New Orleans' Toups South: A Rollicking Ode To Southern Cuisine

Chef Isaac Toups is perhaps best known for his appearance on Top Chef season 13, and if you watched the season you'll know that he's New Orleans through-and-through. The Louisiana native and Emeril Lagasse protégée's six year-old flagship restaurant, Toups Meatery, is one of the most popular restaurants in town, and his follow-up, Toups South, was one of 2016's most hotly-anticipated openings (he runs both restaurants with his wife, Amanda). We recently had the opportunity to visit Toups South at the invitation of the restaurant, and our meal was a celebration of creative and comforting Southern fare.

Toups South is located inside the Southern Food & Beverage Museum, separated by a curtain but still very much its own space. Ceilings are high and the space is industrial, but a lively bar (with a bar itself dating from the 1800s), an open kitchen with a chef's counter, big windows letting in plenty of natural light, and a seriously low-key vibe give the restaurant an almost homey air.

When we arrived for lunch, we were greeted by Amanda, who walked us through the menu and was a gracious and gregarious host. After a creatively-named cocktail (try the Make Me Say Hmmmm, with Plymouth sloe gin, Suze, watermelon, basil, and hibiscus tea; or the Porkchops and Applesauce, with pork-washed whiskey, apple, and aromatic bitters), we dove into the menu, which is an unabashed ode to meat (especially pork), classic Southern ingredients, and big, bold flavors.

If there's one fact that can sum up the ethos of Toups' menu, it's that there's not one, but two variations on fried pork skin on the menu: cracklins, big hunks of skin-on belly that have been deep-fried and dusted with a proprietary spice mix (above); and pork rinds, which arrive warm and airy, dusted with the same addictive blend. "Smoke sticks" were also supremely porky, thin spicy sausages served sizzling in a cast-iron dish.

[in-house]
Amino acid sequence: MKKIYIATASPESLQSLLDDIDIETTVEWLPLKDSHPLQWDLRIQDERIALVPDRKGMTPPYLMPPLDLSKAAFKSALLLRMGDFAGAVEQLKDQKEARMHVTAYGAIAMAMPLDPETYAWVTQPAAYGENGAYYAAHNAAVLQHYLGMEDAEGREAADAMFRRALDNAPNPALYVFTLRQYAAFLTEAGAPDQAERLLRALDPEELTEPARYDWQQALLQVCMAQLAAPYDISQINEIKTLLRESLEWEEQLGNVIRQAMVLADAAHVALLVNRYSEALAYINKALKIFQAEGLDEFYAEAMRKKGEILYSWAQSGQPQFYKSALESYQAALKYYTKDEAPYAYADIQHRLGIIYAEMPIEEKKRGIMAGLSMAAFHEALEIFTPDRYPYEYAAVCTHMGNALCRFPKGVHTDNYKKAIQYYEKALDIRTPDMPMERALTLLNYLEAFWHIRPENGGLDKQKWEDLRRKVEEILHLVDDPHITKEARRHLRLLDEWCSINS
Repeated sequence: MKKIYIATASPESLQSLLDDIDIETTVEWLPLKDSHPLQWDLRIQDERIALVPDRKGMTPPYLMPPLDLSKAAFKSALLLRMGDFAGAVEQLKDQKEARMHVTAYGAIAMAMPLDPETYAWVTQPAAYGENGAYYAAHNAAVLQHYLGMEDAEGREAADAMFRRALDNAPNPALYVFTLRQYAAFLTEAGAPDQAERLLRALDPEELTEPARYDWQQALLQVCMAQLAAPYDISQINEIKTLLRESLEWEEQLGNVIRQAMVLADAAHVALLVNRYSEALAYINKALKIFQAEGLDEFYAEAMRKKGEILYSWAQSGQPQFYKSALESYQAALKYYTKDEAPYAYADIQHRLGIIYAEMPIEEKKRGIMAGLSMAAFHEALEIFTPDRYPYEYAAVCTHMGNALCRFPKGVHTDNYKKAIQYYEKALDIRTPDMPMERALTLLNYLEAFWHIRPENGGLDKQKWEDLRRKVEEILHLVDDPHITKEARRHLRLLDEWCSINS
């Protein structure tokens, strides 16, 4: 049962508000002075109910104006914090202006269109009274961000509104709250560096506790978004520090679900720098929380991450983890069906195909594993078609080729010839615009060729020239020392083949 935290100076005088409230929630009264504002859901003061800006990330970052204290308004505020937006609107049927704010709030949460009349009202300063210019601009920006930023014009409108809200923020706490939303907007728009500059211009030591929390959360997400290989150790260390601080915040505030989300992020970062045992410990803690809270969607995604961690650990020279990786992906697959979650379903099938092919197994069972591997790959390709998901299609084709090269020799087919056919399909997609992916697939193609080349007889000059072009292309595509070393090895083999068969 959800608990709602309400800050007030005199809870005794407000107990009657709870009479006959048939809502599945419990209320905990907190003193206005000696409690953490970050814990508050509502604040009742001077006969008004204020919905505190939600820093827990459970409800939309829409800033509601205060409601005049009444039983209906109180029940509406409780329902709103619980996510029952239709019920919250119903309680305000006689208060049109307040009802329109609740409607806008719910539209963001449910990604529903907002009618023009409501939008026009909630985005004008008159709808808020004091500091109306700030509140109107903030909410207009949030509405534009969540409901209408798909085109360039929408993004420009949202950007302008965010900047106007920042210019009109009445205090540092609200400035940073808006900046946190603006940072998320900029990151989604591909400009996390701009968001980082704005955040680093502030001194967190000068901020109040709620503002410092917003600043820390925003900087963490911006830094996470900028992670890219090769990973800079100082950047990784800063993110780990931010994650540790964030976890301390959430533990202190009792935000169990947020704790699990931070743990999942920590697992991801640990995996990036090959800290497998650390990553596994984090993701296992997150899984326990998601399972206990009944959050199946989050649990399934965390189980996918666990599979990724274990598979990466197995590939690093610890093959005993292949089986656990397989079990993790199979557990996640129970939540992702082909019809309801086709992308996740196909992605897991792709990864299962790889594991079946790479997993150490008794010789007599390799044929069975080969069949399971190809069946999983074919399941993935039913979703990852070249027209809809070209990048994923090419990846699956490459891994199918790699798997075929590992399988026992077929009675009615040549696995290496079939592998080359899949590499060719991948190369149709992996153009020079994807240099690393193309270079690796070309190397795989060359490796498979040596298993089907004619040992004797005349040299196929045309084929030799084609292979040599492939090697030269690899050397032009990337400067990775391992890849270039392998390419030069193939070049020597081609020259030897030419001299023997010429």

Large Gulf shrimp were grilled and served head-on atop creamy andouille-studded grits, topped with tangy, chunky chow chow.

The signature appetizer is the sourdough biscuits, big and fluffy and rich and buttery and deeply burnished, with a slight sourdough tang. Smearing it with the crab fat butter served alongside may be gilding the lily, but it also elevates this biscuit to one of the city's best bites of food.

The burger is topped with bacon, bourbon barbecue sauce, pickled jalapeños, and aged cheddar, and the buttermilk fried chicken sandwich is topped with braised greens and Gruyère; both were outrageously delicious.

The cooking may be big and bold, but it's not indelicate: a salad of jumbo lump crab and sliced grapes, tossed with coconut lime dressing and served with a pile of lettuce wraps and a sprinkle of espelette, was downright dainty. (Don't forget that Toups honed his chops at some of the city's top fine-dining restaurants and was nominated for the James Beard Award in 2014 and 2015.) We would have loved to have tried the restaurant's signature entrée, a high stack of fried pork chops for two served with pickled summer squash, coffee aïoli, and white bread, but by this point our stomachs were full to the point of nearly bursting.

A meal at Toups South is a cacophony of flavors, all of which ring familiar but are prepared and presented in ways I'd never seen before. This type of big, bold, unabashed Cajun revelry can be experienced at a handful of restaurants in New Orleans, like Jacques-Imo's, but not at nearly as many as you'd expect; even fewer have the immediacy and grandiosity of Toups' signature vision. Toups South is a welcome addition to the city's dining scene, and a noble steward of letting les bons temps rouler.

The meal that was the subject of this review was provided at no cost to the writer.